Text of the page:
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現在の第2騎兵連隊第1大隊にてランドウォーリア試験中
出典 national defense
URL http://www.nationaldefensemagazine.org/issues/2006/may/LandWarrior.htm
原題 ‘Land Warriors’ Link Up With Stryker Vehicles
掲載号 2006年5月号
筆者 Sandra I. Erwin
発信地 不明
内容
現在の第2騎兵連隊第1大隊(兵員およそ700名、降車歩兵400名
ストライカー装甲車71両)はLand Warrior装備(およそ17ポンド)を装着して試験にあたっている。
・同大隊は最近、来年春か夏のイラク派遣に備えて訓練を開始。
・ランドウォーリアを装備してイラク展開するかは未定。
An Army Stryker battalion training for possible deployment to Iraq in 2007 will outfit hundreds of its soldiers with the high-tech “land warrior” ensemble this summer. These soldiers will help determine whether the system is suitable for combat and if the Army should continue to invest in the technology.

The land warrior ensemble includes a communications and navigation computer-radio suite, a helmet-mounted display and a customized rifle. The land warriors are connected to a network, and each can pinpoint the others’ location simply by looking into their displays. They are the dismounted equivalent of the “blue-force tracking” system the Army employs aboard vehicles.

The unit assigned to test land warrior is the 1st Squadron of the 2nd Cavalry Regiment, based at Fort Lewis, Wash. The regiment is the fourth of six brigades that will operate the Stryker armored personnel carrier.

“We are probably the ideal unit to have this equipment,” says Maj. Keith Markham, squadron executive officer. “The Stryker brigade is digital by nature, and all our soldiers are pretty comfortable with digital systems,” he says. “For us, this is just one more digital system that we add to our kitbag.”

Another reason why the Stryker units make a good fit for land warrior is that soldiers generally don’t move too far from their vehicles, so they are not likely to have to carry extra loads of ammunition and water, as would be the case with light infantry troops. Land warrior weighs about 17 pounds, which does not seem excessive until one asks a soldier who already is loaded down with 70 pounds of gear to put on additional weight, Markham says.

“One of the issues with land warrior is the weight,” he adds. “As the system is right now, it would be difficult for a light infantry battalion to really use this effectively. For them, it’s a significant increase in weight.” Stryker troops are more apt to handle the extra weight, because when they get out of the vehicle, they carry only what they need to fight with, and the vehicles follow close behind.

“Most of the weight is the batteries, but the weapon, too, gets heavy on the arms after a while.”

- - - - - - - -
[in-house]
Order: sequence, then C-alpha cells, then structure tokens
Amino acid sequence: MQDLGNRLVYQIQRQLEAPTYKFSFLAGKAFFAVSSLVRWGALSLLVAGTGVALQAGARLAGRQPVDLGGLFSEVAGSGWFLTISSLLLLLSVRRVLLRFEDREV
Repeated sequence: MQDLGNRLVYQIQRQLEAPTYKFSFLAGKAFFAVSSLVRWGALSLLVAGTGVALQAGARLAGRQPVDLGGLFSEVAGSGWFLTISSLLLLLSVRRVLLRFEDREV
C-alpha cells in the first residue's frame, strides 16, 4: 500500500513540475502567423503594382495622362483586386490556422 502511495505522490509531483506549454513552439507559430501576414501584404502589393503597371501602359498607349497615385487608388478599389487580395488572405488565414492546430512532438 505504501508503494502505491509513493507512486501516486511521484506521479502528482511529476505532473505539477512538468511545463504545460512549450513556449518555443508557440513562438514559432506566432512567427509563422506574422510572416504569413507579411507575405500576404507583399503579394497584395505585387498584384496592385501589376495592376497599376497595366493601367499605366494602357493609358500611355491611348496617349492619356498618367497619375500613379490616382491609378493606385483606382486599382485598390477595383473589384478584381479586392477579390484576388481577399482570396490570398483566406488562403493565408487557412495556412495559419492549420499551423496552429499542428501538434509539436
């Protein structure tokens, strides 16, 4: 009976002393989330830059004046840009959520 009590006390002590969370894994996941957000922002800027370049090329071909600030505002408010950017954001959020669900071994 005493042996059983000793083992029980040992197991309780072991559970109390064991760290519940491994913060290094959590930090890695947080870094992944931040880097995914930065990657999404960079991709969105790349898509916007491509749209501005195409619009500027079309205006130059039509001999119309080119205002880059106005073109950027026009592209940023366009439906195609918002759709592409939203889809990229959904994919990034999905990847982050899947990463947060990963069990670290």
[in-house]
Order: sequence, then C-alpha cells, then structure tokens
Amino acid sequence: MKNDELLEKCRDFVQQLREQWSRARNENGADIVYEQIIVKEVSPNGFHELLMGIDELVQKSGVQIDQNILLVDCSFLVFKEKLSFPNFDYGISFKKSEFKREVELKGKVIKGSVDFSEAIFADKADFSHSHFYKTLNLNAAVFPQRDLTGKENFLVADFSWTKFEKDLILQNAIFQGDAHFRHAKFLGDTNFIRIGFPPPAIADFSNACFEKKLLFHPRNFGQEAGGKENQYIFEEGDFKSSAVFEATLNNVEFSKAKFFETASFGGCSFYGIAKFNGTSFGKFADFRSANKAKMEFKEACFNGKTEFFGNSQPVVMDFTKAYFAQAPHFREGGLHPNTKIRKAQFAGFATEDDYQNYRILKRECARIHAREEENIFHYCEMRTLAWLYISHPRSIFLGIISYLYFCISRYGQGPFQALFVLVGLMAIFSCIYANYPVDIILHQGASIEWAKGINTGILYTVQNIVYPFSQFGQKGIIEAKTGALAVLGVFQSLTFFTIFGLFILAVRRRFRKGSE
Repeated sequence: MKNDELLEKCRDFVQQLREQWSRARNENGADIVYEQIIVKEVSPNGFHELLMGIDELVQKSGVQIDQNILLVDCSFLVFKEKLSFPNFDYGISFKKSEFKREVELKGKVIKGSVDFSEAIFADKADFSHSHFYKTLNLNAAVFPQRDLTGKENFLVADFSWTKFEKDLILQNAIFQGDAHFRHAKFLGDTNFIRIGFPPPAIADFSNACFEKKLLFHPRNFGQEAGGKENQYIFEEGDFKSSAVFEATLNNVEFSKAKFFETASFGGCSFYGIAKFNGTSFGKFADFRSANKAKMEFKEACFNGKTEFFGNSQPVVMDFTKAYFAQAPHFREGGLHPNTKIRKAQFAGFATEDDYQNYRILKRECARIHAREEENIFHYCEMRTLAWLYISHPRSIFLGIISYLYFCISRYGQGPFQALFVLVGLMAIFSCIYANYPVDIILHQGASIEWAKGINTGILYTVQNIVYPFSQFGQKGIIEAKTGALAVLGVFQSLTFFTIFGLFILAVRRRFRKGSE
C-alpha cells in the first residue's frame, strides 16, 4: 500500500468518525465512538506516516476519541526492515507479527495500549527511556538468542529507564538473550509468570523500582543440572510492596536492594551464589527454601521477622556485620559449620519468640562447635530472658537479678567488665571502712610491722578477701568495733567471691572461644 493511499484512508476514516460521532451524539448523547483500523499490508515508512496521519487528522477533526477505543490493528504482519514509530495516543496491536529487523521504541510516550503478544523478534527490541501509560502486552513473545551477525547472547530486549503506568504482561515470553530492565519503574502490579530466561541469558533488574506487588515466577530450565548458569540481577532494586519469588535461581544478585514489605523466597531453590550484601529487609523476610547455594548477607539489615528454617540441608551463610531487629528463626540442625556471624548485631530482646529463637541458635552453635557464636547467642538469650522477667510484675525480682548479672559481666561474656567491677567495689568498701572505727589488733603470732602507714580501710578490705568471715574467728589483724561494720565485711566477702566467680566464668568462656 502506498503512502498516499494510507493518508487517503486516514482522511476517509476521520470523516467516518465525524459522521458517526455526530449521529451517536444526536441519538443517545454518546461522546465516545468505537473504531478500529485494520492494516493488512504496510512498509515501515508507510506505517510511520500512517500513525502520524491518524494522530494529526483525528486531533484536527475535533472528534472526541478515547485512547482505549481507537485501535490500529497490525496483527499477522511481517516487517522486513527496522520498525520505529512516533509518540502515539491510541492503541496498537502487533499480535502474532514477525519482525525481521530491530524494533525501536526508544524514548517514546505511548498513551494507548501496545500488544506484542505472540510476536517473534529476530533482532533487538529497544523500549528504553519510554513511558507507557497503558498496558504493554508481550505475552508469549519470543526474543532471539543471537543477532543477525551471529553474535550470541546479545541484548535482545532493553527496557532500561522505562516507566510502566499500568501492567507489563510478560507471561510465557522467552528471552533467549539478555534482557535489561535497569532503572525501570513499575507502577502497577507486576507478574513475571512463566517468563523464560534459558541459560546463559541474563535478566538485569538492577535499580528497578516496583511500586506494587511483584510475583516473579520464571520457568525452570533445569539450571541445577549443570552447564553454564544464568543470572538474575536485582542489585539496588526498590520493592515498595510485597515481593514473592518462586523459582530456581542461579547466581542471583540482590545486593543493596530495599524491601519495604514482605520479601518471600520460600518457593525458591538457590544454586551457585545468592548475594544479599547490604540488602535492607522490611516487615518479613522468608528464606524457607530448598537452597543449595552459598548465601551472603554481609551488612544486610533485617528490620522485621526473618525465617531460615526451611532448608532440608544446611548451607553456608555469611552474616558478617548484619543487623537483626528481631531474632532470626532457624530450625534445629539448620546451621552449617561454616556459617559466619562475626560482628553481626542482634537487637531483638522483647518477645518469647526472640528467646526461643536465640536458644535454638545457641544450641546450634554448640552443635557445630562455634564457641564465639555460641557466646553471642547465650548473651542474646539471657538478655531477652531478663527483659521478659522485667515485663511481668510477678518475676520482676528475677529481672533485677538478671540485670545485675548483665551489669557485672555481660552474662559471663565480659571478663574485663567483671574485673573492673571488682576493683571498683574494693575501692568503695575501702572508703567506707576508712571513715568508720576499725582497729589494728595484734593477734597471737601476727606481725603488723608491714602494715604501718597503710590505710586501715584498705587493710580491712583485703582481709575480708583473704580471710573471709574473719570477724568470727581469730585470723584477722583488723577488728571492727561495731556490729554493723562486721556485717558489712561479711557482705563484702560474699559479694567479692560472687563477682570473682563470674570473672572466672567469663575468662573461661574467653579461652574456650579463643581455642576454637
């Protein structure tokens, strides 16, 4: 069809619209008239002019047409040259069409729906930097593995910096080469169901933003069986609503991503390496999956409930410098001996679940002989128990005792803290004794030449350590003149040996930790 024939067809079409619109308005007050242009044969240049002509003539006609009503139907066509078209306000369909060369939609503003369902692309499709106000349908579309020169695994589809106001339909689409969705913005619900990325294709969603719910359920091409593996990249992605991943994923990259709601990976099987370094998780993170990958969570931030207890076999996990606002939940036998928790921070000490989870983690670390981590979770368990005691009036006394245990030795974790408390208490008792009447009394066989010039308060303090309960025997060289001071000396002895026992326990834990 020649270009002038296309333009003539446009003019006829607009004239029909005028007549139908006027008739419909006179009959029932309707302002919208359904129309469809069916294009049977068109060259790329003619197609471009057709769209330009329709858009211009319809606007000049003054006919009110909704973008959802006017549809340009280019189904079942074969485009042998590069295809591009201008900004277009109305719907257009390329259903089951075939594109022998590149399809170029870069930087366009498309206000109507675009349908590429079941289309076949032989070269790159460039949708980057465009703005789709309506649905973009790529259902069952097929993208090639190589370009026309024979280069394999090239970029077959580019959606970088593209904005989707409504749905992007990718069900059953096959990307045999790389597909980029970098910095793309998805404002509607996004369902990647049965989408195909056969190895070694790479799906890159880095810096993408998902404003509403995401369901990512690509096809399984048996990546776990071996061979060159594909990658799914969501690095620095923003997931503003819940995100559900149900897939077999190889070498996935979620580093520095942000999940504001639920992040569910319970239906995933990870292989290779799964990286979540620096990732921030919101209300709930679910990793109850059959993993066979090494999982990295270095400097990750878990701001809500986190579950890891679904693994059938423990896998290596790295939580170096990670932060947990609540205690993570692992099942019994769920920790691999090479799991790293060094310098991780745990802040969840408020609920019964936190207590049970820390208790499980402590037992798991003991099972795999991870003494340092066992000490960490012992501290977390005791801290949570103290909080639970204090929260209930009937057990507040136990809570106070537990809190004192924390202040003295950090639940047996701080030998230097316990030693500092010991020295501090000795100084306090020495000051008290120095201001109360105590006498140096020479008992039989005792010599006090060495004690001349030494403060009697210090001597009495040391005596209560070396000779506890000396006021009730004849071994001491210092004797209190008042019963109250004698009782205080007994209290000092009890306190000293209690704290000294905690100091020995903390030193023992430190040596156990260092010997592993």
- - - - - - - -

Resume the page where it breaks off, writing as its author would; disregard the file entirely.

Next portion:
Markham’s battalion has approximately 71 Stryker armored personnel carriers and 700 soldiers, of whom 400 are dismounted troops who will be wearing the land warrior gear. The vehicles will be outfitted with special computers that will connect them to the dismounted land warriors, and will also have battery chargers. Each land warrior only carries enough batteries for a 24-hour mission.

The unit recently began a year-long training program in preparation for a possible deployment to Iraq next spring or summer. The land warrior test is being incorporated into the unit’s tactical drills.

The immediate goal is to validate the technology and prove that it works, but the Army also expects the unit to help develop tactics and doctrine for how land warrior should be employed. “Land warrior has all these great capabilities, but we have to figure out when we want to use it and when we don’t,” says Markham.

A nifty feature may not always translate into a useful tool, he explains. A case in point is the camera that is mounted on the tip of the gun, which lets a soldier aim the weapon around corners. “At first, you’d think that’s a great advantage,” says Markham. “The problem is that if you stick your rifle around the door to look into a room, you’ve announced to everyone in there that you’re coming … In that situation, we would not use it.”

The camera, however, can be quite useful for looking down hallways, zooming into a window to spot potential targets, Markham says. The riflescope allows shooters to hit targets 400 meters away fairly easily, he adds.

The land warrior text-messaging feature has not been well received, he notes. To send text messages, “you have to move the mouse and click every letter.” The unit asked the land warrior program office for a portable mini-keyboard that can be plugged into the ensemble. “They are looking into that,” Markham says. The keyboard also would allow land warriors to type up their “operations orders” without having to carry an additional laptop computer. “Now, you can’t produce an operations order on the suit. You have to produce it on the laptop, and then you load it on the suit.”

But land warrior does provide an efficient mechanism to send call-for-fire messages. These messages — with the geo-coordinates of a target — typically are transmitted from person to person via radio. “There’s a possibility the information will get distorted or changed when you send it over the radio,” Markham says. “Whereas this system allows the guy who is the original observer to enter the information, and then it goes up straight and clean. There’s no chance of it getting changed.”

Many of the computerized features of land warrior likely would not be applied in the middle of a firefight, he says. “A lot of the capabilities, like messages, you wouldn’t send until you get a lull in the fight.” The same applies to the helmet-mounted display, which flips up and down as needed.

To a squad leader, land warrior brings dramatic changes in the way he plans and executes missions. “It makes navigation virtually not an issue,” says Markham. A squad leader typically has to pull out his map, read the map, look around, figure out where he is, move on and do the same thing several times over. “Now he flips down a screen, looks at the screen, flips it up and keeps walking.”

Land navigation has been a time-honored military skill that soldiers had to learn and constantly train to remain proficient. “It’s second nature with land warrior. The squad can move much farther and faster,” Markham says.

One hitch in the technology that users have to adjust to, is the refresh rate for the data showing the location of the land warriors.